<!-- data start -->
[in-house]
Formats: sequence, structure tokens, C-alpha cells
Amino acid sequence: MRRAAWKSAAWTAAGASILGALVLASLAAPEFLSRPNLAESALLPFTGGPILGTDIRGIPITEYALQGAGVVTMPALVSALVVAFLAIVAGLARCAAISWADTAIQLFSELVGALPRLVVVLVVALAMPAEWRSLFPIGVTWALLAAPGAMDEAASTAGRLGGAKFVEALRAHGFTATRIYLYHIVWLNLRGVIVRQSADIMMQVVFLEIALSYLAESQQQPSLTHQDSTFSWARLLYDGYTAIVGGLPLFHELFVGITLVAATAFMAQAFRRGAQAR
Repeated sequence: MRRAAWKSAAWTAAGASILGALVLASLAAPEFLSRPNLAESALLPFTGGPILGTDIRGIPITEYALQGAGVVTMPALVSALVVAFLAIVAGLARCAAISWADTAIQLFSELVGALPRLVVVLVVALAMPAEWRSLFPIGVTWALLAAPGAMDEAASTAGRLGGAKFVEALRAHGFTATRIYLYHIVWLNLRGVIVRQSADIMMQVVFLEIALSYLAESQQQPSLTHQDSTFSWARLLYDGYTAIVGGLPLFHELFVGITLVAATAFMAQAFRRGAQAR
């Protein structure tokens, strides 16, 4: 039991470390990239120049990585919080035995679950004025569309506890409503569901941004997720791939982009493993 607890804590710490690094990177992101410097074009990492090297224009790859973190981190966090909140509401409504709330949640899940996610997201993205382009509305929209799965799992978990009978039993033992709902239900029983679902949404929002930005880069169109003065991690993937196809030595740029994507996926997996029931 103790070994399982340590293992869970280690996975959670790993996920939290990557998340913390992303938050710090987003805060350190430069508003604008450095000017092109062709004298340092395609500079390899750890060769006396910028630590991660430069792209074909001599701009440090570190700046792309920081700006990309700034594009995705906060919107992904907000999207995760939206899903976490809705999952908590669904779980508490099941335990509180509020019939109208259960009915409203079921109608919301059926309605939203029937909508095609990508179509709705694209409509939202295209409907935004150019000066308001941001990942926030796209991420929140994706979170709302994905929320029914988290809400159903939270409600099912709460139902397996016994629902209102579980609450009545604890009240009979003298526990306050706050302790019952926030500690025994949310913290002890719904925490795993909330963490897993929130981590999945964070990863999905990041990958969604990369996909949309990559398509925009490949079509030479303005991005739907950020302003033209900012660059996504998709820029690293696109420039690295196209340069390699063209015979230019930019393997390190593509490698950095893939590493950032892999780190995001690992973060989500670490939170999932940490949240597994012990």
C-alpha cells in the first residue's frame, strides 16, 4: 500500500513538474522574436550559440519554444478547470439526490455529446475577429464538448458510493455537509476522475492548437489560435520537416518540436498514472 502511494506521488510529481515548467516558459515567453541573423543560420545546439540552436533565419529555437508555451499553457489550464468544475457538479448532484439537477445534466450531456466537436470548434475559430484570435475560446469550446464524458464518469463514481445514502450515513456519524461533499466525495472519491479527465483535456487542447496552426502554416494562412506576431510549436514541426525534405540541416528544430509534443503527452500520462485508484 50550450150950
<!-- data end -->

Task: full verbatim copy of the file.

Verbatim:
[in-house]
Formats: sequence, structure tokens, C-alpha cells
Amino acid sequence: MRRAAWKSAAWTAAGASILGALVLASLAAPEFLSRPNLAESALLPFTGGPILGTDIRGIPITEYALQGAGVVTMPALVSALVVAFLAIVAGLARCAAISWADTAIQLFSELVGALPRLVVVLVVALAMPAEWRSLFPIGVTWALLAAPGAMDEAASTAGRLGGAKFVEALRAHGFTATRIYLYHIVWLNLRGVIVRQSADIMMQVVFLEIALSYLAESQQQPSLTHQDSTFSWARLLYDGYTAIVGGLPLFHELFVGITLVAATAFMAQAFRRGAQAR
Repeated sequence: MRRAAWKSAAWTAAGASILGALVLASLAAPEFLSRPNLAESALLPFTGGPILGTDIRGIPITEYALQGAGVVTMPALVSALVVAFLAIVAGLARCAAISWADTAIQLFSELVGALPRLVVVLVVALAMPAEWRSLFPIGVTWALLAAPGAMDEAASTAGRLGGAKFVEALRAHGFTATRIYLYHIVWLNLRGVIVRQSADIMMQVVFLEIALSYLAESQQQPSLTHQDSTFSWARLLYDGYTAIVGGLPLFHELFVGITLVAATAFMAQAFRRGAQAR
């Protein structure tokens, strides 16, 4: 039991470390990239120049990585919080035995679950004025569309506890409503569901941004997720791939982009493993 607890804590710490690094990177992101410097074009990492090297224009790859973190981190966090909140509401409504709330949640899940996610997201993205382009509305929209799965799992978990009978039993033992709902239900029983679902949404929002930005880069169109003065991690993937196809030595740029994507996926997996029931 103790070994399982340590293992869970280690996975959670790993996920939290990557998340913390992303938050710090987003805060350190430069508003604008450095000017092109062709004298340092395609500079390899750890060769006396910028630590991660430069792209074909001599701009440090570190700046792309920081700006990309700034594009995705906060919107992904907000999207995760939206899903976490809705999952908590669904779980508490099941335990509180509020019939109208259960009915409203079921109608919301059926309605939203029937909508095609990508179509709705694209409509939202295209409907935004150019000066308001941001990942926030796209991420929140994706979170709302994905929320029914988290809400159903939270409600099912709460139902397996016994629902209102579980609450009545604890009240009979003298526990306050706050302790019952926030500690025994949310913290002890719904925490795993909330963490897993929130981590999945964070990863999905990041990958969604990369996909949309990559398509925009490949079509030479303005991005739907950020302003033209900012660059996504998709820029690293696109420039690295196209340069390699063209015979230019930019393997390190593509490698950095893939590493950032892999780190995001690992973060989500670490939170999932940490949240597994012990």
C-alpha cells in the first residue's frame, strides 16, 4: 500500500513538474522574436550559440519554444478547470439526490455529446475577429464538448458510493455537509476522475492548437489560435520537416518540436498514472 502511494506521488510529481515548467516558459515567453541573423543560420545546439540552436533565419529555437508555451499553457489550464468544475457538479448532484439537477445534466450531456466537436470548434475559430484570435475560446469550446464524458464518469463514481445514502450515513456519524461533499466525495472519491479527465483535456487542447496552426502554416494562412506576431510549436514541426525534405540541416528544430509534443503527452500520462485508484 50550450150950